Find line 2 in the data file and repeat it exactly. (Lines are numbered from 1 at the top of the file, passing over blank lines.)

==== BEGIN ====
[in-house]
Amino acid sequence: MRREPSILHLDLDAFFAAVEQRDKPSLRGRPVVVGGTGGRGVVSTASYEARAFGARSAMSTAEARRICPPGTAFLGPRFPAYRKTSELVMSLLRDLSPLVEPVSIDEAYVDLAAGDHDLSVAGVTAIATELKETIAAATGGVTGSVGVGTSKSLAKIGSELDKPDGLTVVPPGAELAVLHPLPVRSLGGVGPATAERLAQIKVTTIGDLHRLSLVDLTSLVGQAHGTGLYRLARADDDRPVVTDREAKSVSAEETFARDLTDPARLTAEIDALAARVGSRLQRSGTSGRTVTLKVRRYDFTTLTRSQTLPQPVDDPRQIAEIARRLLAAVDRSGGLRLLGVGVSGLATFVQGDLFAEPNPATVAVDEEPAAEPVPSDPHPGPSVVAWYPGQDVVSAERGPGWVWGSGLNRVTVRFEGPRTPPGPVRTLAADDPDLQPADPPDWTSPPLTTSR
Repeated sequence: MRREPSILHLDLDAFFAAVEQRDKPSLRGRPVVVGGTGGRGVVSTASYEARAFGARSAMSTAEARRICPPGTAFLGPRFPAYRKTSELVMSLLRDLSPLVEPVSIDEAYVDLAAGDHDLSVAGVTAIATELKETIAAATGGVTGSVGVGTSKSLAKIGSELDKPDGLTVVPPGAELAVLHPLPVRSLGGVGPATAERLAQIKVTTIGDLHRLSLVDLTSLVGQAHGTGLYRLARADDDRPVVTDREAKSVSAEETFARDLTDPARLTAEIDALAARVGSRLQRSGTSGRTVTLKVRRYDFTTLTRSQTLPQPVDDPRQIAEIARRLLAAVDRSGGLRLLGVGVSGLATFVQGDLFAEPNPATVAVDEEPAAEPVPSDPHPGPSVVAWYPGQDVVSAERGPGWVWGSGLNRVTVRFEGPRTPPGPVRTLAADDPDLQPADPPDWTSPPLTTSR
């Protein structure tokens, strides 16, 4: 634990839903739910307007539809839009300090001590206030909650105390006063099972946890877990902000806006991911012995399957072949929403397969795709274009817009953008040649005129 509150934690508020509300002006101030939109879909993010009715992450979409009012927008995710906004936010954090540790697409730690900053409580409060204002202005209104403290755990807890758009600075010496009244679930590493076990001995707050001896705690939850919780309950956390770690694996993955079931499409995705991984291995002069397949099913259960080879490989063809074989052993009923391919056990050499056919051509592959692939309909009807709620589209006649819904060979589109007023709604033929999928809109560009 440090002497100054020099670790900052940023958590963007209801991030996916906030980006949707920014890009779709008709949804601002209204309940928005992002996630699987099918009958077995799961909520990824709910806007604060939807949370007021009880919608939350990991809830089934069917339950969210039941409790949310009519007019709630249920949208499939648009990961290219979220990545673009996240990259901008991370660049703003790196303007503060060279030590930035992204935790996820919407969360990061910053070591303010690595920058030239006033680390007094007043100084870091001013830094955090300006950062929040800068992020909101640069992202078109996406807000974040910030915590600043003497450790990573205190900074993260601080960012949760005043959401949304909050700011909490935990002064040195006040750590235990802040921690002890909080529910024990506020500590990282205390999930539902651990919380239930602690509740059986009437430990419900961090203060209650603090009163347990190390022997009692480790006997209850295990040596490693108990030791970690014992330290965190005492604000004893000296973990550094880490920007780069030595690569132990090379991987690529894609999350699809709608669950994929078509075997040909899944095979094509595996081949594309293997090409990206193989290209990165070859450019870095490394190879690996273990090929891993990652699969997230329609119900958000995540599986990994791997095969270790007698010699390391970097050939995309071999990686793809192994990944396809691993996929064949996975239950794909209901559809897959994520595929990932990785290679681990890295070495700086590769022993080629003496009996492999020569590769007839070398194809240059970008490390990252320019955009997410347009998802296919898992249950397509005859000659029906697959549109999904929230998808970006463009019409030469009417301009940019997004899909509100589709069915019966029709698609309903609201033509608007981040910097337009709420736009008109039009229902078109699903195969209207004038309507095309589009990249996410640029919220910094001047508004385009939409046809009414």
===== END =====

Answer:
Amino acid sequence: MRREPSILHLDLDAFFAAVEQRDKPSLRGRPVVVGGTGGRGVVSTASYEARAFGARSAMSTAEARRICPPGTAFLGPRFPAYRKTSELVMSLLRDLSPLVEPVSIDEAYVDLAAGDHDLSVAGVTAIATELKETIAAATGGVTGSVGVGTSKSLAKIGSELDKPDGLTVVPPGAELAVLHPLPVRSLGGVGPATAERLAQIKVTTIGDLHRLSLVDLTSLVGQAHGTGLYRLARADDDRPVVTDREAKSVSAEETFARDLTDPARLTAEIDALAARVGSRLQRSGTSGRTVTLKVRRYDFTTLTRSQTLPQPVDDPRQIAEIARRLLAAVDRSGGLRLLGVGVSGLATFVQGDLFAEPNPATVAVDEEPAAEPVPSDPHPGPSVVAWYPGQDVVSAERGPGWVWGSGLNRVTVRFEGPRTPPGPVRTLAADDPDLQPADPPDWTSPPLTTSR